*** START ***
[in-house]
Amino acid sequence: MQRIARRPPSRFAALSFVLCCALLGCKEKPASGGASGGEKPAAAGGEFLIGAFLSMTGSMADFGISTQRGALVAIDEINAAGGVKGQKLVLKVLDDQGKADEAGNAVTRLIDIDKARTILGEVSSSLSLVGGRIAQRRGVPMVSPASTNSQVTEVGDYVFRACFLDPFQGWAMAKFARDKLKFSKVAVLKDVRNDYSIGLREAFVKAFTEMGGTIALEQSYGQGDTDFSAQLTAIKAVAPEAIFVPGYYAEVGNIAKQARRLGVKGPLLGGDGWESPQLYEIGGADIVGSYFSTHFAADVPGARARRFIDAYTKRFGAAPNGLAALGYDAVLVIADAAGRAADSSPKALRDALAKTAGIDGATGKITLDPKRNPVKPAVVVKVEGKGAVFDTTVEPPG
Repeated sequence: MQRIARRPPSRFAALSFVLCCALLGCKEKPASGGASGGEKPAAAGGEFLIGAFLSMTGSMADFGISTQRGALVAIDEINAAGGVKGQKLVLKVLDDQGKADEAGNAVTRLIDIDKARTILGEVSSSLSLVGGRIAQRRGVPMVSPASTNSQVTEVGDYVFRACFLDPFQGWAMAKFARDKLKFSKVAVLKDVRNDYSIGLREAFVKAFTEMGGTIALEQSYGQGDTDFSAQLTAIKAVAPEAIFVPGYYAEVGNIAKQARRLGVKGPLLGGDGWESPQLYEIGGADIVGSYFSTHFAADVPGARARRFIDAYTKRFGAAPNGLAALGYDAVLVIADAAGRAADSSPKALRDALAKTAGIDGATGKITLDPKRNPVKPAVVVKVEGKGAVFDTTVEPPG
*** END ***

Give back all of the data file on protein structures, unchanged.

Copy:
[in-house]
Amino acid sequence: MQRIARRPPSRFAALSFVLCCALLGCKEKPASGGASGGEKPAAAGGEFLIGAFLSMTGSMADFGISTQRGALVAIDEINAAGGVKGQKLVLKVLDDQGKADEAGNAVTRLIDIDKARTILGEVSSSLSLVGGRIAQRRGVPMVSPASTNSQVTEVGDYVFRACFLDPFQGWAMAKFARDKLKFSKVAVLKDVRNDYSIGLREAFVKAFTEMGGTIALEQSYGQGDTDFSAQLTAIKAVAPEAIFVPGYYAEVGNIAKQARRLGVKGPLLGGDGWESPQLYEIGGADIVGSYFSTHFAADVPGARARRFIDAYTKRFGAAPNGLAALGYDAVLVIADAAGRAADSSPKALRDALAKTAGIDGATGKITLDPKRNPVKPAVVVKVEGKGAVFDTTVEPPG
Repeated sequence: MQRIARRPPSRFAALSFVLCCALLGCKEKPASGGASGGEKPAAAGGEFLIGAFLSMTGSMADFGISTQRGALVAIDEINAAGGVKGQKLVLKVLDDQGKADEAGNAVTRLIDIDKARTILGEVSSSLSLVGGRIAQRRGVPMVSPASTNSQVTEVGDYVFRACFLDPFQGWAMAKFARDKLKFSKVAVLKDVRNDYSIGLREAFVKAFTEMGGTIALEQSYGQGDTDFSAQLTAIKAVAPEAIFVPGYYAEVGNIAKQARRLGVKGPLLGGDGWESPQLYEIGGADIVGSYFSTHFAADVPGARARRFIDAYTKRFGAAPNGLAALGYDAVLVIADAAGRAADSSPKALRDALAKTAGIDGATGKITLDPKRNPVKPAVVVKVEGKGAVFDTTVEPPG